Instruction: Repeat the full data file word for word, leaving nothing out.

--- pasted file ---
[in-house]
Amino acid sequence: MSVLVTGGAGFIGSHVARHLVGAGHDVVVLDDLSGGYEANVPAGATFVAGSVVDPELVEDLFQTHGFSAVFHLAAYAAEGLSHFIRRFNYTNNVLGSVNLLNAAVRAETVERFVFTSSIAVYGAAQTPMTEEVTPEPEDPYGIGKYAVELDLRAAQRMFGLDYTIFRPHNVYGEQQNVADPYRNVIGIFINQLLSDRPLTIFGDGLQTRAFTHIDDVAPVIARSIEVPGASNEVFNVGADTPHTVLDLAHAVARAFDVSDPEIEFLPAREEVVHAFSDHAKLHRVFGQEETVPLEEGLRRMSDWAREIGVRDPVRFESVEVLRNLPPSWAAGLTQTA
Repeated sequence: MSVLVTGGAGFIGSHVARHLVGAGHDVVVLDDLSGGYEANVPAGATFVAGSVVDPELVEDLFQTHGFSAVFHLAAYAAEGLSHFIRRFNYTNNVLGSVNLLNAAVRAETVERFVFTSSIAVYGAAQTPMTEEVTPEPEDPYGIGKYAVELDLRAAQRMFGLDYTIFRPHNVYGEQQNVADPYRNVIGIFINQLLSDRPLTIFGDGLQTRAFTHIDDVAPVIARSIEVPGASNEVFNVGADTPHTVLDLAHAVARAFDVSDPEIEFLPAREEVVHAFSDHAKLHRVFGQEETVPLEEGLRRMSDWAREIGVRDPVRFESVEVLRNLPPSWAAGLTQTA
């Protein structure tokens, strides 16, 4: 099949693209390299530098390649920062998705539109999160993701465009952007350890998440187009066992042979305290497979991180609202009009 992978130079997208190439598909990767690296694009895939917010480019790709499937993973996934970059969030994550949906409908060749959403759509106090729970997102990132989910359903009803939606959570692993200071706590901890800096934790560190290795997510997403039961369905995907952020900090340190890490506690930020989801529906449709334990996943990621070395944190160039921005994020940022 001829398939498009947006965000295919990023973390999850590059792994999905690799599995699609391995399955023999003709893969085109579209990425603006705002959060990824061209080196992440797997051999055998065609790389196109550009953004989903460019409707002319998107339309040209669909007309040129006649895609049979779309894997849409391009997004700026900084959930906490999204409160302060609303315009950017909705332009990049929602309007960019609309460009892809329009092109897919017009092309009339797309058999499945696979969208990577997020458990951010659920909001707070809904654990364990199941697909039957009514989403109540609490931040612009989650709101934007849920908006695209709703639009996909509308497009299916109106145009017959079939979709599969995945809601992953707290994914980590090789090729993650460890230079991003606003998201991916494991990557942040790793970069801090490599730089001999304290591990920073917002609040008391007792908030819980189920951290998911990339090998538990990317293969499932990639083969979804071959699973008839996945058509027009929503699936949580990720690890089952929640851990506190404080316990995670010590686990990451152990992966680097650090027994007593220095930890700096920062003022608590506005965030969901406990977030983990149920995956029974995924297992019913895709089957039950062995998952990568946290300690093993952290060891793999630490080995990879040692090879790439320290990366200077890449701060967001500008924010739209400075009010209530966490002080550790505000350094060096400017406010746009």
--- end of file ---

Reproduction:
[in-house]
Amino acid sequence: MSVLVTGGAGFIGSHVARHLVGAGHDVVVLDDLSGGYEANVPAGATFVAGSVVDPELVEDLFQTHGFSAVFHLAAYAAEGLSHFIRRFNYTNNVLGSVNLLNAAVRAETVERFVFTSSIAVYGAAQTPMTEEVTPEPEDPYGIGKYAVELDLRAAQRMFGLDYTIFRPHNVYGEQQNVADPYRNVIGIFINQLLSDRPLTIFGDGLQTRAFTHIDDVAPVIARSIEVPGASNEVFNVGADTPHTVLDLAHAVARAFDVSDPEIEFLPAREEVVHAFSDHAKLHRVFGQEETVPLEEGLRRMSDWAREIGVRDPVRFESVEVLRNLPPSWAAGLTQTA
Repeated sequence: MSVLVTGGAGFIGSHVARHLVGAGHDVVVLDDLSGGYEANVPAGATFVAGSVVDPELVEDLFQTHGFSAVFHLAAYAAEGLSHFIRRFNYTNNVLGSVNLLNAAVRAETVERFVFTSSIAVYGAAQTPMTEEVTPEPEDPYGIGKYAVELDLRAAQRMFGLDYTIFRPHNVYGEQQNVADPYRNVIGIFINQLLSDRPLTIFGDGLQTRAFTHIDDVAPVIARSIEVPGASNEVFNVGADTPHTVLDLAHAVARAFDVSDPEIEFLPAREEVVHAFSDHAKLHRVFGQEETVPLEEGLRRMSDWAREIGVRDPVRFESVEVLRNLPPSWAAGLTQTA
């Protein structure tokens, strides 16, 4: 099949693209390299530098390649920062998705539109999160993701465009952007350890998440187009066992042979305290497979991180609202009009 992978130079997208190439598909990767690296694009895939917010480019790709499937993973996934970059969030994550949906409908060749959403759509106090729970997102990132989910359903009803939606959570692993200071706590901890800096934790560190290795997510997403039961369905995907952020900090340190890490506690930020989801529906449709334990996943990621070395944190160039921005994020940022 001829398939498009947006965000295919990023973390999850590059792994999905690799599995699609391995399955023999003709893969085109579209990425603006705002959060990824061209080196992440797997051999055998065609790389196109550009953004989903460019409707002319998107339309040209669909007309040129006649895609049979779309894997849409391009997004700026900084959930906490999204409160302060609303315009950017909705332009990049929602309007960019609309460009892809329009092109897919017009092309009339797309058999499945696979969208990577997020458990951010659920909001707070809904654990364990199941697909039957009514989403109540609490931040612009989650709101934007849920908006695209709703639009996909509308497009299916109106145009017959079939979709599969995945809601992953707290994914980590090789090729993650460890230079991003606003998201991916494991990557942040790793970069801090490599730089001999304290591990920073917002609040008391007792908030819980189920951290998911990339090998538990990317293969499932990639083969979804071959699973008839996945058509027009929503699936949580990720690890089952929640851990506190404080316990995670010590686990990451152990992966680097650090027994007593220095930890700096920062003022608590506005965030969901406990977030983990149920995956029974995924297992019913895709089957039950062995998952990568946290300690093993952290060891793999630490080995990879040692090879790439320290990366200077890449701060967001500008924010739209400075009010209530966490002080550790505000350094060096400017406010746009």